*I’m pleased to say there is another Camarena-crafted Tequila on the market. (No, not the “Camarena” brand owned by Gallo; that’s made by Carlo’s cousin from another branch of the family.) Carlos’ brother Felipe joined forces with a Tequila ambassador Tomas Estes to create Tequila Ocho, which takes the Camarena family estate-grown agave to its logical conclusion. Ocho is a single vintage Tequila, chosen each year from only one agave field. Ocho reveals the terroir of an agave field very much like the cru system in Burgundy reveals the truth of Pinot Noir. I’ll write more about Ocho another time, but suffice to say that Felipe’s Ocho surpasses even Carlo’s El Tesoro, with the fattest, ripest, most glisteningly fresh and viscerally thrilling Tequila I’ve ever had.
– Jay Erisman
Photos © Jay Erisman 2007-2010
Want to know more about Mezcal? Tune in tomorrow morning for the conclusion of Jay’s adventure and a primer on Mezcal.
Last week, Michelle and I went to Arnold’s Bar and Grill, one of my favorite places in Cincinnati for spaghetti and meatballs, for a tasting of Jameson with Gerry Murray, the U.S. East Coast Jameson Ambassador. The atmosphere was overly social with a few great stories from Gerry to keep the tasting moving along.
We learned that all Jameson is triple pot distilled and will age in a combination of barrels that previously contained sherry or bourbon. The percentage of each as well as the age are what lend to the different flavors and colors.
Over the course of our hour long conversation, we tried 4 whiskey samples:
Jameson: 5-7 year old whiskey with 90% from bourbon barrels and 10% from sherry. A very nice toasted oak flavor with hints of orange and vanilla. Both Michelle and I enjoyed this one and surprisingly, it was Michelle’s favorite. The bourbon barrel seemed to impart a lower acidity than the other options and this was a nice smooth flavor similar to the bourbon we have at home. Gerry was coy on letting us know which distillery provided the barrels.
Jameson 12: 12 -15 year old whiskey with 75% coming from bourbon barrels. The tartness was higher on this one providing a slightly longer finish and a more abrupt mouth feel. Smokeless fuel is used to roast the barley which is one way that Irish whiskey differs from most Scotches. Overall, this one had a more present crispness.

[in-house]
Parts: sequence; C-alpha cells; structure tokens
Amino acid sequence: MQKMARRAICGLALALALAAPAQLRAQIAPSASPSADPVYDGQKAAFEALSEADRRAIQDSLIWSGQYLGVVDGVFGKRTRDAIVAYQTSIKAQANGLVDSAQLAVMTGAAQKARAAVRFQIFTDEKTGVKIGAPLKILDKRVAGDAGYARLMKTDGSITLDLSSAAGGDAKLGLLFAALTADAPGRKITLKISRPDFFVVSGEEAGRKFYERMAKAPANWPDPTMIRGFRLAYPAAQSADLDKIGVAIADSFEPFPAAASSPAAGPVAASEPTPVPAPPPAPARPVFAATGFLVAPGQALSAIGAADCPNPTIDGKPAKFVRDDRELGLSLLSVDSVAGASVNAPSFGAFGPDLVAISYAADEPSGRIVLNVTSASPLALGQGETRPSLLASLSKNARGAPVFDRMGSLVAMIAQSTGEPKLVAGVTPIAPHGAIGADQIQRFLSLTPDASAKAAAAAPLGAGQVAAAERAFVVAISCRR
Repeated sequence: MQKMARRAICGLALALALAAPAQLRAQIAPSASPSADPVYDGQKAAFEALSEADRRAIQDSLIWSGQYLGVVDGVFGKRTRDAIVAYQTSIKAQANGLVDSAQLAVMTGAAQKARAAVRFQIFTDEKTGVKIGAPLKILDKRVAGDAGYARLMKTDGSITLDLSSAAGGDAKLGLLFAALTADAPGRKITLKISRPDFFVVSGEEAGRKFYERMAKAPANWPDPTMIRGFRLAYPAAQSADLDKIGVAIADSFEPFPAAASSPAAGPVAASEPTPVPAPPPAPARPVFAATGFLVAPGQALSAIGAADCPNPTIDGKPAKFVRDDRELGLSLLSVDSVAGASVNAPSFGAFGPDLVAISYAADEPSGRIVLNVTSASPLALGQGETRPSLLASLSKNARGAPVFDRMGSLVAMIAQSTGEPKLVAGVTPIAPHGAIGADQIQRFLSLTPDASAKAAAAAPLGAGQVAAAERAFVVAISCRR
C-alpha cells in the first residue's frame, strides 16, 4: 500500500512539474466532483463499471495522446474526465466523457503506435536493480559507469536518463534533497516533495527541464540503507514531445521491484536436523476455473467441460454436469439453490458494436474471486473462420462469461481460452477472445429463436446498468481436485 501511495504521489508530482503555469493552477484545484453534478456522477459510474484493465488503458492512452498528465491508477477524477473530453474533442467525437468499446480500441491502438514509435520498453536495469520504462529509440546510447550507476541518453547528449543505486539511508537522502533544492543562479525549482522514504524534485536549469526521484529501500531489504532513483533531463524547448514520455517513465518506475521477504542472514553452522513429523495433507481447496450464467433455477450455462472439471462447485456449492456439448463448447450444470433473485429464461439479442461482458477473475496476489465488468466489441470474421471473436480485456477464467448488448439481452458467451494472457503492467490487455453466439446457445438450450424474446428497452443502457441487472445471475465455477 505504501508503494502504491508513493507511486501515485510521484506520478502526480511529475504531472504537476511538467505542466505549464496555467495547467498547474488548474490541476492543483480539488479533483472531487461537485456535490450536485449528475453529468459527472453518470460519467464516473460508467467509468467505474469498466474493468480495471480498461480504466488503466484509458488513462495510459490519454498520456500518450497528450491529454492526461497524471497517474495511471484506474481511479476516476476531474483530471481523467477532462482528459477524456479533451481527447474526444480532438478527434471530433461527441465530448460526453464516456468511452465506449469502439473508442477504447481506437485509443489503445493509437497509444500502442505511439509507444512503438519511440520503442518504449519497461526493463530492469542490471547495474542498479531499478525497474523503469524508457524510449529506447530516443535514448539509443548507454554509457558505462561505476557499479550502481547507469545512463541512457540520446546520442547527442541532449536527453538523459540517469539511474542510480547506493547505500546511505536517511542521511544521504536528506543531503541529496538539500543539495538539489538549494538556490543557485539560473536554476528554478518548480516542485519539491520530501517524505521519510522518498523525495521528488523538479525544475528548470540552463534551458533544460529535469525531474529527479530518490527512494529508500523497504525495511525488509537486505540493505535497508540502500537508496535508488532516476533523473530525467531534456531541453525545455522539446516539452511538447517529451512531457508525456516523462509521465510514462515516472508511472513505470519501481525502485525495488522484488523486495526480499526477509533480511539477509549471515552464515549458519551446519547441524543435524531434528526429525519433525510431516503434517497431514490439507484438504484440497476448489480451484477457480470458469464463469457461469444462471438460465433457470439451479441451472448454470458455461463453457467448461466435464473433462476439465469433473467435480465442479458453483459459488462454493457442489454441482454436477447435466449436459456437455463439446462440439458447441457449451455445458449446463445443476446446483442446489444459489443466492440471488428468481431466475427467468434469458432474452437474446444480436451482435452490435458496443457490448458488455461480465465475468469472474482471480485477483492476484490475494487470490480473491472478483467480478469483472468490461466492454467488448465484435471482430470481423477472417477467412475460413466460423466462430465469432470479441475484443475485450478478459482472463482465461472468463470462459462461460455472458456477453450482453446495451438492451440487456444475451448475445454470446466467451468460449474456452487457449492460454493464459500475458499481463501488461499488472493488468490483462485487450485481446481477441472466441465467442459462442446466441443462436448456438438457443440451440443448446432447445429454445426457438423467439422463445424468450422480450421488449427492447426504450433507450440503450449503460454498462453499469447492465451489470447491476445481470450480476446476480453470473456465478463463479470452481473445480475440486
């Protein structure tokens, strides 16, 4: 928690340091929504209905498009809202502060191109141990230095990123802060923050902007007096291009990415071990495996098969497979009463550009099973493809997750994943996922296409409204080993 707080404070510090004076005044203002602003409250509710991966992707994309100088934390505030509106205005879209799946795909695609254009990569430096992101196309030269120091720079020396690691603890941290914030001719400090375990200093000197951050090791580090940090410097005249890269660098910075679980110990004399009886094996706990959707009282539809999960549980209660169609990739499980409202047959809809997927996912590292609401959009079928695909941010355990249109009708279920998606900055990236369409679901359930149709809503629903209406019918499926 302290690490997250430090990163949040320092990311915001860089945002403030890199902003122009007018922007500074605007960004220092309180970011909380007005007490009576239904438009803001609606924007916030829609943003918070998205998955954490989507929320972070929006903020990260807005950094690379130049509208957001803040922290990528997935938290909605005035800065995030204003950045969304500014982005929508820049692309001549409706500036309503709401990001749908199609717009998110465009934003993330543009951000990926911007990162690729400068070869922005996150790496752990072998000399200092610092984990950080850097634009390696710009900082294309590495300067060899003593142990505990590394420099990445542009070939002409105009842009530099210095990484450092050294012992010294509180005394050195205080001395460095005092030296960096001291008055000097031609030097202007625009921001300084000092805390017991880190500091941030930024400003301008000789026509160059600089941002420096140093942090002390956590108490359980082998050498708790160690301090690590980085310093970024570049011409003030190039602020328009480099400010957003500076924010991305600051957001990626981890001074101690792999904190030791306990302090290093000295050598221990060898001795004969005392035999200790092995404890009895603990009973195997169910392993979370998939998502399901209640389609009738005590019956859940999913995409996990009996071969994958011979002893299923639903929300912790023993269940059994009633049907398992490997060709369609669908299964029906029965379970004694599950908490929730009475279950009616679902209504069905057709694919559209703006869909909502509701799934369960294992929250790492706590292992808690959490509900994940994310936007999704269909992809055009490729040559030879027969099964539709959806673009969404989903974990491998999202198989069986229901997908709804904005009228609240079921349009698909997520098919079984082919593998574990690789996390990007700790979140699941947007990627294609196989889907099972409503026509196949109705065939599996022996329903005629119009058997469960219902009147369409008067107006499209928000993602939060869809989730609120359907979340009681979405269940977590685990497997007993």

Jameson Gold Reserve: 14 – 20 year old whiskey with an added twist. This adds in a small percentage of whiskey aged in virgin American white oak. This adds a creaminess to the initial taste while maintaining very strong honey and vanilla flavors. The end has a little bit of pepper. This was my favorite of the night.
Jameson 18: A flip of percentages from the first one: 75% 18 year old sherry aged and 25% 20 year old bourbon barrel aged. This one had a very heavy grassy flavor along side apricots and toffee. The finish was a bit much for Michelle, but I found it well rounded with the intensity of the rest of the flavors.
A few of the interesting things that I learned were that Michelle likes a whiskey that has been aged primarily in bourbon barrels without smokiness in the roasting of the grain. I think that was one of the reasons she preferred the earlier samples we tried. I enjoyed the whole range and appreciated the differences that were apparent in the different selections. Our current bar has a bottle each of Redbreast and Powers, but Jameson has earned a place as well at any of the levels.
Let me know other thoughts on Jameson or other Irish whiskeys in the comments. Here’s the rather popular “Lost Barrel” commercial for Jameson as well: